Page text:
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Are some prices in the CPI more forward looking than others? We think so

Author

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  • Michael F. Bryan
  • Brent Meyer

Abstract

Some of the items that make up the Consumer Price Index change prices frequently, while others are slow to change. We explore whether these two sets of prices - sticky and flexible - provide insight on different aspects of the inflation process. We find that sticky prices appear to incorporate expectations about future inflation to a greater degree than prices that change on a frequent basis, while flexible prices respond more powerfully to economic conditions?economic slack. Importantly, our sticky-price measure seems to contain a component of inflation expectations, and that component may be useful when trying to gauge where inflation is heading.

Suggested Citation

  • Michael F. Bryan & Brent Meyer, 2010. "Are some prices in the CPI more forward looking than others? We think so," Economic Commentary, Federal Reserve Bank of Cleveland, issue May.
  • Handle: RePEc:fip:fedcec:y:2010:i:may19:n:2010-2
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    Citations

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    Cited by:

    1. Oguz Atuk & Cem Aysoy & Mustafa Utku Ozmen & Cagri Sarikaya, 2014. "Turkiye’de Enflasyonun Is Cevrimlerine Duyarliligi : Cikti Acigina Duyarli TUFE Alt Gruplarinin Saptanmasi," Working Papers 1437, Research and Monetary Policy Department, Central Bank of the Republic of Turkey.
    2. Ádám Reiff & Judit Várhegyi, 2013. "Sticky Price Inflation Index: An Alternative Core Inflation Measure," MNB Working Papers 2013/2, Magyar Nemzeti Bank (Central Bank of Hungary).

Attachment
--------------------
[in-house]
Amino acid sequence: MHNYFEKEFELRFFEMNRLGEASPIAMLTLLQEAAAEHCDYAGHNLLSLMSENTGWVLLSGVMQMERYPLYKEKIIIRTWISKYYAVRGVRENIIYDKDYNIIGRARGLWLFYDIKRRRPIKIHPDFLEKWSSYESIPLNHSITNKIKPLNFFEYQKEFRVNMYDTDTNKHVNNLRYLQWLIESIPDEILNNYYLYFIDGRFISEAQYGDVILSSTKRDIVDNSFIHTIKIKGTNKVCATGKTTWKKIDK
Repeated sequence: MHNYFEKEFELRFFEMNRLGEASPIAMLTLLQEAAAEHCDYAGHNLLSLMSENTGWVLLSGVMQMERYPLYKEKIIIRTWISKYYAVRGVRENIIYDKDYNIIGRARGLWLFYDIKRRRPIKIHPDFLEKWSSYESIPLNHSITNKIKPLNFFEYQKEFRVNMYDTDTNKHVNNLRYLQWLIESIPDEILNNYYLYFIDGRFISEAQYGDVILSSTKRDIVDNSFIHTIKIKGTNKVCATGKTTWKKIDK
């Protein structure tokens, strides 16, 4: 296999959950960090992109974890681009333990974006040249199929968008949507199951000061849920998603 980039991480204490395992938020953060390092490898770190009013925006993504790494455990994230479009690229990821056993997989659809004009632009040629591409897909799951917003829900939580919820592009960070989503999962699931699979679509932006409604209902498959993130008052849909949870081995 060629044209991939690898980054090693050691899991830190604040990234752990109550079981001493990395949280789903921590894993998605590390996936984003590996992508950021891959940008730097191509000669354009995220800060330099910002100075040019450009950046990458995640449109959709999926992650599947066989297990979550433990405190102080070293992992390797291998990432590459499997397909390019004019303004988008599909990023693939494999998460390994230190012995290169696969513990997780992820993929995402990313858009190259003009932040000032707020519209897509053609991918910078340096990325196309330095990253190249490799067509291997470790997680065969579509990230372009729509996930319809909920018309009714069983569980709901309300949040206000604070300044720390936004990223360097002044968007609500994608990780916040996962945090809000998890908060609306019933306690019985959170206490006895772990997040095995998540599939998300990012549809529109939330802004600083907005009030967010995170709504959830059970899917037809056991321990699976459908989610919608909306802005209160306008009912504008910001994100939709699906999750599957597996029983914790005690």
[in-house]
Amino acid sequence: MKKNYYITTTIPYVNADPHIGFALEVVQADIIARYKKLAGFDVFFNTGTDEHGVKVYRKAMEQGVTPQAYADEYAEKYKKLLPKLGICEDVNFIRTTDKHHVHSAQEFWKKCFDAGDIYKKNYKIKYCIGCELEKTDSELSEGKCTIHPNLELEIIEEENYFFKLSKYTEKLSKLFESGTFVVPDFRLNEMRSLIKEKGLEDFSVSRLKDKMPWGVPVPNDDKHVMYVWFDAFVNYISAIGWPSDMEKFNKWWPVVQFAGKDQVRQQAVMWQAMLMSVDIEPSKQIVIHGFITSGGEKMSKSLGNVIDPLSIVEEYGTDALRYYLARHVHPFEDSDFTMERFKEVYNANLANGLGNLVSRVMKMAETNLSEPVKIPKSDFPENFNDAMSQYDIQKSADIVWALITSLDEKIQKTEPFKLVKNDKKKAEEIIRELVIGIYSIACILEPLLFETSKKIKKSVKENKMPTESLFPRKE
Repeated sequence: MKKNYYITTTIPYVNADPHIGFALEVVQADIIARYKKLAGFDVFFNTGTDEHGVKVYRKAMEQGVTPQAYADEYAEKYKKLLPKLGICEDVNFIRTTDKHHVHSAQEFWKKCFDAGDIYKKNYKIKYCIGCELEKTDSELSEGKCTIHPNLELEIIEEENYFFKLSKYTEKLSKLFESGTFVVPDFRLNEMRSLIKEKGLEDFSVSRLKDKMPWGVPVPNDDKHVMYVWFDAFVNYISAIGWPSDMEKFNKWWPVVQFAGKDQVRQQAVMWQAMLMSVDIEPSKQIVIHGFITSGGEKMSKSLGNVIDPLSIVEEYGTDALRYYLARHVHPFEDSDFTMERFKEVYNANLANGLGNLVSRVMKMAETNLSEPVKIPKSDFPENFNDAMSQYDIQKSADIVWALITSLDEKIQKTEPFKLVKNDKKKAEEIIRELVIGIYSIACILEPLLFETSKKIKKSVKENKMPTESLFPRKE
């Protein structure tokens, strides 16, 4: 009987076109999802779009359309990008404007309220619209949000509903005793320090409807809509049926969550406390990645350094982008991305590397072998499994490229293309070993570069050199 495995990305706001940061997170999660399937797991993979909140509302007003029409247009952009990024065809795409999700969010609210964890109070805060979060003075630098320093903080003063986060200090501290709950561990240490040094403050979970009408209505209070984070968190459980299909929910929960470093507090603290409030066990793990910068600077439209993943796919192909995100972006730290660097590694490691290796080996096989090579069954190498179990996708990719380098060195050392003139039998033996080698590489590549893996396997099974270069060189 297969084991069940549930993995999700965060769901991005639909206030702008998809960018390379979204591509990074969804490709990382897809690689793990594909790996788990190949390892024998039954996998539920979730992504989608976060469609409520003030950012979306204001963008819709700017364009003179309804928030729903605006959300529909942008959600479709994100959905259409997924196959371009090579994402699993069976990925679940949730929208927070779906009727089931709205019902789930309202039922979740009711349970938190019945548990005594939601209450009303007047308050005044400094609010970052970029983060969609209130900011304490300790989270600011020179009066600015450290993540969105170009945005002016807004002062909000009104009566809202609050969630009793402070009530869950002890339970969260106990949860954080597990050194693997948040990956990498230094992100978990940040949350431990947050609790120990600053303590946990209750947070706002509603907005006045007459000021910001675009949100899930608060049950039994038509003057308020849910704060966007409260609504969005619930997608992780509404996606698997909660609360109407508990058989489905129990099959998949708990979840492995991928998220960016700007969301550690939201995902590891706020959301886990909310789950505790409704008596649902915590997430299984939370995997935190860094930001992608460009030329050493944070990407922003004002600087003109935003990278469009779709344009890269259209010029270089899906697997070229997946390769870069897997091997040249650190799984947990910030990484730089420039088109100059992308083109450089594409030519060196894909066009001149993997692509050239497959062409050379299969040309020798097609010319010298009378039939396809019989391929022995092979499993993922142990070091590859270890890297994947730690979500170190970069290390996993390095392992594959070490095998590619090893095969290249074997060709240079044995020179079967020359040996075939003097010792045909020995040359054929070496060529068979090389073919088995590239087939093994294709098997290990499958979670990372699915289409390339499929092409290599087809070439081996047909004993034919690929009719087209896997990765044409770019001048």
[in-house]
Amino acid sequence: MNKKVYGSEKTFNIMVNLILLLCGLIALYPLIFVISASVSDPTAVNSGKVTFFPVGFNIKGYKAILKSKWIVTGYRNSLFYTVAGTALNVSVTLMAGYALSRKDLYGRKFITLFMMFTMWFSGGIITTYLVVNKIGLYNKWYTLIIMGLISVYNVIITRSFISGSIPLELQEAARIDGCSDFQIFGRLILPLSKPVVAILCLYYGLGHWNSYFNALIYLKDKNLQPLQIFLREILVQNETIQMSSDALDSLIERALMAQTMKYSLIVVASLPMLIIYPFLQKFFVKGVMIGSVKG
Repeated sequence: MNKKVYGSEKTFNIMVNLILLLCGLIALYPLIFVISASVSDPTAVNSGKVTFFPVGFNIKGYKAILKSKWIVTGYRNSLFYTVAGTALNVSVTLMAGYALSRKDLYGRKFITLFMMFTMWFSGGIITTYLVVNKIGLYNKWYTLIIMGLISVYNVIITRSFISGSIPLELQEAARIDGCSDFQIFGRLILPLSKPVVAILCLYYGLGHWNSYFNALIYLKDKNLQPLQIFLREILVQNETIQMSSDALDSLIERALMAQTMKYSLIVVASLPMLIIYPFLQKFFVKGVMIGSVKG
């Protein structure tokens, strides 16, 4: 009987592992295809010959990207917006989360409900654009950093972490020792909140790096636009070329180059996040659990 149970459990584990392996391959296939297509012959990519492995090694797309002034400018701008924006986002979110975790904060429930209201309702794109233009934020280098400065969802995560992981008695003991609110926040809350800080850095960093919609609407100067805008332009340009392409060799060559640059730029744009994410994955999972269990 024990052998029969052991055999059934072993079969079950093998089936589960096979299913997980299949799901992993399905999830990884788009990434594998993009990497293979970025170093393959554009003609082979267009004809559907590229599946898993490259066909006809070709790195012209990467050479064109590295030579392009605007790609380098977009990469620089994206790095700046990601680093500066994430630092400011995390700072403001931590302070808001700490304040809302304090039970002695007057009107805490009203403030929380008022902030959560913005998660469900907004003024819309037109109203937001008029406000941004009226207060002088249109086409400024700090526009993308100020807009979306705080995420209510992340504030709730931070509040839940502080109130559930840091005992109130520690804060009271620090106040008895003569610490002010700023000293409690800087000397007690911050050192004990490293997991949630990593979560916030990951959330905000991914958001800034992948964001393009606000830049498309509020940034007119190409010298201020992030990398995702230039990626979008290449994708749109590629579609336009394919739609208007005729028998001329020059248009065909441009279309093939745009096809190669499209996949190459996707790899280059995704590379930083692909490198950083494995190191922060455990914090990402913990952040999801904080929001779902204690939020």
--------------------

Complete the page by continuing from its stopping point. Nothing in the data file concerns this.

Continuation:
3. Choi, Chi-Young & O'Sullivan, Róisín, 2013. "Heterogeneous response of disaggregate inflation to monetary policy regime change: The role of price stickiness," Journal of Economic Dynamics and Control, Elsevier, vol. 37(9), pages 1814-1832.
    4. Faust, Jon & Wright, Jonathan H., 2013. "Forecasting Inflation," Handbook of Economic Forecasting, Elsevier.
    5. Alan K. Detmeister, 2011. "The usefulness of core PCE inflation measures," Finance and Economics Discussion Series 2011-56, Board of Governors of the Federal Reserve System (U.S.).
    6. Macallan, Clare & Taylor, Tim & O'Grady, Tom, 2011. "Assessing the risk to inflation from inflation expectations," Bank of England Quarterly Bulletin, Bank of England, vol. 51(2), pages 100-110.
    7. Ivan Petrella & Raffaele Rossi & Emiliano Santoro, 2017. "Monetary Policy with Sectoral Trade-offs," Centre for Growth and Business Cycle Research Discussion Paper Series 233, Economics, The Univeristy of Manchester.
    8. Harimohan, Rashmi, 2012. "How has the risk to inflation from inflation expectations evolved?," Bank of England Quarterly Bulletin, Bank of England, vol. 52(2), pages 114-123.
    9. Fröhling, Annette & Lommatzsch, Kirsten, 2011. "Output sensitivity of inflation in the euro area: Indirect evidence from disaggregated consumer prices," Discussion Paper Series 1: Economic Studies 2011,25, Deutsche Bundesbank.
    10. Millard, Stephen & O'Grady, Tom, 2012. "What do sticky and flexible prices tell us?," Bank of England working papers 457, Bank of England.
    11. Richard Peach & Robert W. Rich & M. Henry Linder, 2013. "The parts are more than the whole: separating goods and services to predict core inflation," Current Issues in Economics and Finance, Federal Reserve Bank of New York, vol. 19(Aug).
    12. James B. Bullard, 2011. "Measuring inflation: the core is rotten," Review, Federal Reserve Bank of St. Louis, issue July, pages 223-234.

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